In other words, we knew what to believe, what to do and what to accept. That wholeness, that perfect synthesis is said to be explained in Plato's Republic. At that time I did not examine those ideas but arranged my obligations in sweet harmony. I was happiest during religious ceremonies. The ceremonies were full of a sweet obsession with repeated rites, as if eternity was consuming time: the gold objects on the altar, the splendour of the robes, the perfume of the flowers, the incense, the charm of the chants satisfied all my senses. Sensuality itself became divine. In our hands we had magnificent things that we would later see in the highest heavens. I used to fly in supernatural reality on the days of the Grand Holy Communion and Corpus Christi. I lived in a pure world, I was surrounded by good people. I was immersed in magic. That was the mould I grew up in.

Later, after many years had passed by, only revolt gave God existence deep down inside me and in the end, as persecution itself had no meaning, the mythical Person left me. One morning I made the discovery that something had disappeared; its absence was to plunge me into grief that would last several months. It took me thirty years to change. It might have started in Africa. And in the end I came here to hide, unable to communicate to Maria all the things I wanted to tell her. Two sources of grief. One to do with my beliefs and the other with love. Not so long ago an old priest repeated to me what a Catholic master had said: that woman turned people to face God and put the power of the soul in man. I don't think I am ready to go down that path yet.

I am in and move in the silent company of nature. I do not know the names of the animals I see in the undergrowth along the wayside, I do not know what to call the flowers and I am reminded that things and beings have no existence without being named. So reality is emptier for me. I am becoming disconnected.

Health gives way to frailty, because a year ago my heart started to falter. I mustn't go too far up mountains. I have come to write and I have the strength to do that.

When I left the parish, I didn't tell my friends I had had enough of working as a priest for one profound reason: my lack of faith. When something like that happens to a Christian, I think he or she leads life differently, but his or her job goes on. I can't do that. A lukewarm priest will work by force of habit and because he has to live materially and without great internal revolutions. But I will not be doing that. A month ago while I was saying a requiem mass, I was jealous of the faith of the family I knew very well and I felt guilty on account of myself, so I sang in a very loud voice with the people there to silence my doubt, or whatever it was. With false words I responded to the request to console the family while I heard the repugnant echo of my voice. Today I bade farewell to those tasks.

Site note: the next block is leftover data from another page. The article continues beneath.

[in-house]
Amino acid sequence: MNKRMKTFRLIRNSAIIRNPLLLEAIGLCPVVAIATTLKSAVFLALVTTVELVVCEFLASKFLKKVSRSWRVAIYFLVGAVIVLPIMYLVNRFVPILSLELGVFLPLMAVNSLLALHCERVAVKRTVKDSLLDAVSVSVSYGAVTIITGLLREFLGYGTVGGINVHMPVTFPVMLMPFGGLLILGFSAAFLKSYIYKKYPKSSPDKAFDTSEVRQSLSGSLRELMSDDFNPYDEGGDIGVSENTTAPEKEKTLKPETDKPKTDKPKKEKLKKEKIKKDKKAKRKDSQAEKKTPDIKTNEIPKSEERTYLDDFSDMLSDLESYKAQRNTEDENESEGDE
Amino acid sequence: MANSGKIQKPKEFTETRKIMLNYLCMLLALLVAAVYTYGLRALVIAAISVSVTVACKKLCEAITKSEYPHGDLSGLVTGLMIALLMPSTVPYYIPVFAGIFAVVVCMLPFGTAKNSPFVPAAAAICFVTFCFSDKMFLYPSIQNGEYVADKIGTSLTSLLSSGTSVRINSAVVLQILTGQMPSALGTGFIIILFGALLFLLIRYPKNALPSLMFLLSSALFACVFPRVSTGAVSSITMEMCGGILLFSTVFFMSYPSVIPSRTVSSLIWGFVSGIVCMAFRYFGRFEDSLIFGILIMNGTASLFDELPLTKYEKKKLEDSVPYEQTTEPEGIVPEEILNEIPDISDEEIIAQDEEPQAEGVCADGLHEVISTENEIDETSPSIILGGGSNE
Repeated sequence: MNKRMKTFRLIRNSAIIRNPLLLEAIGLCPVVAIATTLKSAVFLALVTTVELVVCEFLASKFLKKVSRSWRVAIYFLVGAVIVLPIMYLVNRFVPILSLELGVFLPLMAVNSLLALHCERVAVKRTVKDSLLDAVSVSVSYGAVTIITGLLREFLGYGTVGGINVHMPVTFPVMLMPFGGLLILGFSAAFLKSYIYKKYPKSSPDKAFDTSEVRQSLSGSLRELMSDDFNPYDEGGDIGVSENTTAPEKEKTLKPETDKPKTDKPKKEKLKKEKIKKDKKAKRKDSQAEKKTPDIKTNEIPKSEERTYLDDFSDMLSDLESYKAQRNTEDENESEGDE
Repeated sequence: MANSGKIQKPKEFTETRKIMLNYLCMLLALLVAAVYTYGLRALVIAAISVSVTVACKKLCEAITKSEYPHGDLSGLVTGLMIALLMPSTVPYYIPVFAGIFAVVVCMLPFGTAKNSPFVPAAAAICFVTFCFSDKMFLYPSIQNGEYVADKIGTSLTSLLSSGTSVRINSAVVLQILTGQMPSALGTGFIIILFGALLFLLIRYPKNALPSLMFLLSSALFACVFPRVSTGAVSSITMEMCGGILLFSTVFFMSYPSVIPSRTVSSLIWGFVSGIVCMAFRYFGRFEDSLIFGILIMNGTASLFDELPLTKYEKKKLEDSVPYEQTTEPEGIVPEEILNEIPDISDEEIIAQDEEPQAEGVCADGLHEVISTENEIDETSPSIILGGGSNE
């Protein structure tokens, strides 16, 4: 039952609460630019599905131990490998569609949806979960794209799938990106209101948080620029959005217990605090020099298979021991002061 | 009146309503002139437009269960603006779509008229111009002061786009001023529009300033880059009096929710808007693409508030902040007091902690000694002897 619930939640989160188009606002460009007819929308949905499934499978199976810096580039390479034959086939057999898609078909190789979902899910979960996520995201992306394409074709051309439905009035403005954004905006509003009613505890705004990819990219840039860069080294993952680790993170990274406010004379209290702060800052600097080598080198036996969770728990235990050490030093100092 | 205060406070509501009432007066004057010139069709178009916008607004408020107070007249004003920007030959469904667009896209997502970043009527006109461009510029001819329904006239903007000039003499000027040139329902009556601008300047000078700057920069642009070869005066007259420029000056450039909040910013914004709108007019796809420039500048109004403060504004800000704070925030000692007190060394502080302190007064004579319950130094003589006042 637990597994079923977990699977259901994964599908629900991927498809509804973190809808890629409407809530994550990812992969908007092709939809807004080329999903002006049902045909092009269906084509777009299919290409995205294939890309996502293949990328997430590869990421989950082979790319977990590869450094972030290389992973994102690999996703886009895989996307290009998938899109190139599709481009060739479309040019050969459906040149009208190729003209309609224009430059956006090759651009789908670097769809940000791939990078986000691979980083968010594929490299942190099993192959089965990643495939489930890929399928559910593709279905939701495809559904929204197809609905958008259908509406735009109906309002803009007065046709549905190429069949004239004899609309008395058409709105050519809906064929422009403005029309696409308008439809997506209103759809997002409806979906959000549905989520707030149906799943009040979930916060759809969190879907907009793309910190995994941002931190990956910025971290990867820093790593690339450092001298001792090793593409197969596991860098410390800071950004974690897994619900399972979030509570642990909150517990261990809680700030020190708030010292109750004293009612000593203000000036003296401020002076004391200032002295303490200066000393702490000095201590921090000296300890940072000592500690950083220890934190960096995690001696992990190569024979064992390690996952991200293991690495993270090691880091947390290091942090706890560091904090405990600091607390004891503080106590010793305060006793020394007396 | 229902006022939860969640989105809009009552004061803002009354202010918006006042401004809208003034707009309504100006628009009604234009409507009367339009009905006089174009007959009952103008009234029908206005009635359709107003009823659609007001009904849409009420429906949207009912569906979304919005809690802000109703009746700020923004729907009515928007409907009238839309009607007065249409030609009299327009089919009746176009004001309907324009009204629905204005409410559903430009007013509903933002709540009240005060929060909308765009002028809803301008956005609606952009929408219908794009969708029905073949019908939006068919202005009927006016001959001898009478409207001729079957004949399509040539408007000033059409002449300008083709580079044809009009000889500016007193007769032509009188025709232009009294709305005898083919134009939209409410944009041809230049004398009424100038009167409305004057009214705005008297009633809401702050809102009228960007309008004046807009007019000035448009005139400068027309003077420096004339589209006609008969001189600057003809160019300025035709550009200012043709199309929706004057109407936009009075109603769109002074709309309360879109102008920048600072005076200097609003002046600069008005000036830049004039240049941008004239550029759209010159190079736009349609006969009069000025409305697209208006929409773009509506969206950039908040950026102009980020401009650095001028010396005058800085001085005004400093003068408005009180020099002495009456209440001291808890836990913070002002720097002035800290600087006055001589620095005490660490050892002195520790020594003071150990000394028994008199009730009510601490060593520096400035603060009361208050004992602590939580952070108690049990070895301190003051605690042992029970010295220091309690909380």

For the last three days I have been pouring out the sighs of words onto a white page. Writing helps me to understand my past life by providing the life that has been unreal with content. Words could in the same way justify the nothingness of things. Something happens through the simple means of words. I want what I feel to be made flesh.

I had however embarked on a full life, at home and at school. Always playing with the local children and doing farm work occasionally, I studied hard at school and it was a contented childhood. That happy period ended at the age of eleven. I entered the diocesan choir school of Baiona (Bayonne) to study and adorn the church services in the cathedral with Gregorian chant. I was soon selected to sing solo during important ceremonies and also in the living room of a philanthropic lady on certain Sunday afternoons. After completing the sixth grade the headmaster told me I had to repeat the year. I was surprised, because according to my marks there were no real grounds for it. Then I realised that the holy priest wanted me, the songbird, beside him for another year. I spent three years there mortally afraid. That was the end of my childhood party. I loved to laugh, move and speak.